From the Trenches: Shirtless Air France Execs Flee Workers

“From the Trenches” is a battle cry. In a globalized world that criminalizes the rebellious in spirit, it’s easy to forget that change-minded activists and organizers are tallying up tiny victories against sociocultural and economic oppression on the regular. The column will serve as a weekly reminder that we not only can win, but we do, often. So hasta la victoria siempre and all that.

Ah, there’s no sight more heartwarming than a bigwig executive clambering over a fence to escape from a horde of furious employees, his freshly pressed suit (and dignity) in tatters. Thanks to a group of striking Air France workers, this week got off to an excellent start.

On Monday, hundreds of disgruntled launched a union-backed strike outside of the Air France offices, where company executives planned to discuss 2,900 job cuts. The bosses were “almost lynched” when roughly 100 workers followed them into the building and proceeded to tear the shirts from the backs of management.

The Guardian reports of the confrontation between the workers and the bosses:

Photographs showed one ashen-faced director being led through a baying crowd, his clothes torn to shreds. In another picture, the deputy head of human resources, Xavier Broseta, left bare-chested after workers ripped off his shirt and jacket, is photographed being pushed to safety over a fence.

Tensions between management and workers at France’s loss-making flagship carrier had been building over the weekend in the run up to a meeting aimed at finalising a controversial “restructuring plan” involving 2,900 redundancies between now and 2017. The proposed job losses involve 1,700 ground staff, 900 cabin crew and 300 pilots.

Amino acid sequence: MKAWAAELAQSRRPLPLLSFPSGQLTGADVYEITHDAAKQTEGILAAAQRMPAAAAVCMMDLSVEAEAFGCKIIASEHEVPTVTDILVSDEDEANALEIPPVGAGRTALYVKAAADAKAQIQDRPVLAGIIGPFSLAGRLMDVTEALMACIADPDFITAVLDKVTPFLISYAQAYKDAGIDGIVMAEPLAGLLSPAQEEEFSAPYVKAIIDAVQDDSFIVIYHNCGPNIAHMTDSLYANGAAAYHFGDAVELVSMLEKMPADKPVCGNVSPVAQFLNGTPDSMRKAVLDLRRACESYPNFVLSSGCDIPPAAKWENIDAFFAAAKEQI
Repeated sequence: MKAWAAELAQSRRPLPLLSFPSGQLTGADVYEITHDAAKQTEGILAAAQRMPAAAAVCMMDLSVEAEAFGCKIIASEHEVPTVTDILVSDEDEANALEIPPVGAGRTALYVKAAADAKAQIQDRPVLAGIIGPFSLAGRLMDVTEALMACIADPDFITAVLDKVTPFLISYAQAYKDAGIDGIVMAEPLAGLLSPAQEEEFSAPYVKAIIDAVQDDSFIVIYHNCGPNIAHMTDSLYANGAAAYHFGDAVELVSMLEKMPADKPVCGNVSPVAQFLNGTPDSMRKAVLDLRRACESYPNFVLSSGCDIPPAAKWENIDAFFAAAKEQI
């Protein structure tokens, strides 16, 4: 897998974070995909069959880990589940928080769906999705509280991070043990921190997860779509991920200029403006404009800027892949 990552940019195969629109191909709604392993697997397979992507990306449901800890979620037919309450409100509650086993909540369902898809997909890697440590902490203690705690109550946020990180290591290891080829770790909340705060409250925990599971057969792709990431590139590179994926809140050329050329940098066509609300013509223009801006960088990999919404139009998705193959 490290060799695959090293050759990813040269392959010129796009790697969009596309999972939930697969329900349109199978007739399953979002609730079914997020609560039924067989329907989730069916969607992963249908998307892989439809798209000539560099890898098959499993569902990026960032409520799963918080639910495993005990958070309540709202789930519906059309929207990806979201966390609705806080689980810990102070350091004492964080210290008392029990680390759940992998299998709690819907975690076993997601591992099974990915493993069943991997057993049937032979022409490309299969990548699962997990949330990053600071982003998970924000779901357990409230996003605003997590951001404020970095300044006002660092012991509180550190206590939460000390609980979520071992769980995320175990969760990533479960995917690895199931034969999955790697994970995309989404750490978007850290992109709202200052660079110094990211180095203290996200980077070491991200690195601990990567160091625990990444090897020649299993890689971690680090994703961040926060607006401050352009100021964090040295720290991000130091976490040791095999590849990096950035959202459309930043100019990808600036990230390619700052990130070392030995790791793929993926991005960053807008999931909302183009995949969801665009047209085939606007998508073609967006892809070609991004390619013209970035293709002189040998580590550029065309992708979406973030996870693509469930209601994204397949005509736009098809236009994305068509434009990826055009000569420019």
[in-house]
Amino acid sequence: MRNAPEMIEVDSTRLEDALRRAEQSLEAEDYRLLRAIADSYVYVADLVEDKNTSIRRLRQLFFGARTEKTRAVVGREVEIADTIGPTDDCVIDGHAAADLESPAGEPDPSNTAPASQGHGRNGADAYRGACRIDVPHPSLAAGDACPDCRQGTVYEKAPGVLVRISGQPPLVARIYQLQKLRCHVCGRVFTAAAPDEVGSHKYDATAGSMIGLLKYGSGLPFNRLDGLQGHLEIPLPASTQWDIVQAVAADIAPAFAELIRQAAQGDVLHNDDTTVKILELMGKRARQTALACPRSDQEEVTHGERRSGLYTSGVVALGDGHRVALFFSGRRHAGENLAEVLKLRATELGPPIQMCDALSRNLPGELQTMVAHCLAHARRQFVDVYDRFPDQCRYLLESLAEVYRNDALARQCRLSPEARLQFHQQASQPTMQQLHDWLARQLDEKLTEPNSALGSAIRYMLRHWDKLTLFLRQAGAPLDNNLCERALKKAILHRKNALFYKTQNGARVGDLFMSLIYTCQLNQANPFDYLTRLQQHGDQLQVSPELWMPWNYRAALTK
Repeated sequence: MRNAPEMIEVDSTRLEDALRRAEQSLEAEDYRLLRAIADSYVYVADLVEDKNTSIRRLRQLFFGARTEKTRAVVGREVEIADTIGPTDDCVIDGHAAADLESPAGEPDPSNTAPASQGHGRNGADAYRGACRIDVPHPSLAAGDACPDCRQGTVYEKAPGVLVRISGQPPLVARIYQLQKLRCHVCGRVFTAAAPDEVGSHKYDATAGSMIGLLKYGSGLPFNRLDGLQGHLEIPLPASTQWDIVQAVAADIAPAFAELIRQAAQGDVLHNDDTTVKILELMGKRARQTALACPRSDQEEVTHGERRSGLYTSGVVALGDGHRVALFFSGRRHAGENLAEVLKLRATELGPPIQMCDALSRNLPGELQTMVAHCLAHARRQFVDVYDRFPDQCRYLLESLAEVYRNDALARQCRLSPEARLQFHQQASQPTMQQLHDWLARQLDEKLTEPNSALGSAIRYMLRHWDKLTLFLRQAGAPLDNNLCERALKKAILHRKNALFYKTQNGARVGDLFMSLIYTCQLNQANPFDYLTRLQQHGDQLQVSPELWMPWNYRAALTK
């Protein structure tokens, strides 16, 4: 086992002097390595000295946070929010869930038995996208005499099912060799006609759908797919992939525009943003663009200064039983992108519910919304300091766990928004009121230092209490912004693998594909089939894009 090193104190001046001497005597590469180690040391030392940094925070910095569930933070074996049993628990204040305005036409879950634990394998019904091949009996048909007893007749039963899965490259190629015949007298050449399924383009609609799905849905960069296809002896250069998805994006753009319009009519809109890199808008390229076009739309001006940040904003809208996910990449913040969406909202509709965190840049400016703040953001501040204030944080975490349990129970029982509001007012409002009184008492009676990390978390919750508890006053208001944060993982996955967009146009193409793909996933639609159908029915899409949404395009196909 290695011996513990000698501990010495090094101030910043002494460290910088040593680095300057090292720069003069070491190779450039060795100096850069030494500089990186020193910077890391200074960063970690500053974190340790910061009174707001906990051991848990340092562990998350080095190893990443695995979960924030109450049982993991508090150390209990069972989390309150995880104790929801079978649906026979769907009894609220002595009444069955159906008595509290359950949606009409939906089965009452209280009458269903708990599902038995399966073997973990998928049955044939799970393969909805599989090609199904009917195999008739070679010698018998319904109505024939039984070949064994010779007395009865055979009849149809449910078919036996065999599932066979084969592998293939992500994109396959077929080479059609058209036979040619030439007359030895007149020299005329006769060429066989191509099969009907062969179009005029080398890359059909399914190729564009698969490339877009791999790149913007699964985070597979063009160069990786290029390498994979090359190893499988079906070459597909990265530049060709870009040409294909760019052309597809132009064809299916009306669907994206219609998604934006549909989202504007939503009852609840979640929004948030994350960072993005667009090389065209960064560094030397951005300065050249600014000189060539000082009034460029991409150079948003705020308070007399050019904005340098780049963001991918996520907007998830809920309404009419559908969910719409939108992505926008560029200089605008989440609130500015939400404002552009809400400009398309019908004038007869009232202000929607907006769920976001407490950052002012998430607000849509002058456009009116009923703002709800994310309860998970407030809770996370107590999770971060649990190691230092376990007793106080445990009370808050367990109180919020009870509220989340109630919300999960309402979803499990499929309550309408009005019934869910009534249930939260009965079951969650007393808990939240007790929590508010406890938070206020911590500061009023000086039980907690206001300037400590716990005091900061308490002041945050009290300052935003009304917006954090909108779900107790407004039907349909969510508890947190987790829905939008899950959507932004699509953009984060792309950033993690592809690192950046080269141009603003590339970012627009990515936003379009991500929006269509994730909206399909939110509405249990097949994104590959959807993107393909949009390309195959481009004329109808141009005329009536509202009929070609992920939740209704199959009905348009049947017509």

The planned cuts are the only the latest example of austerity measures from the corporation. Air France air traffic controllers were joined by their counterparts at easyJet, RyanAir and thousands of other workers throughout France in a strike and protests against an attempt to raise the retirement age from 57 to 59 last April.

And though the company has filed a criminal complaint against the workers, they likely weren’t too surprised by their employees tactics in a country where the financial crisis has resulted in workers using controversial forms of direct action to “get the goods“:

It is not the first time French workers have taken matters into their own hands … Olivier Labarre, director of BTI, a human resources consultancy, told Libération newspaper in 2009: “This happens elsewhere, but to my knowledge, taking the boss hostage is typically French. It’s the nature of the social dialogue in our country.”

 

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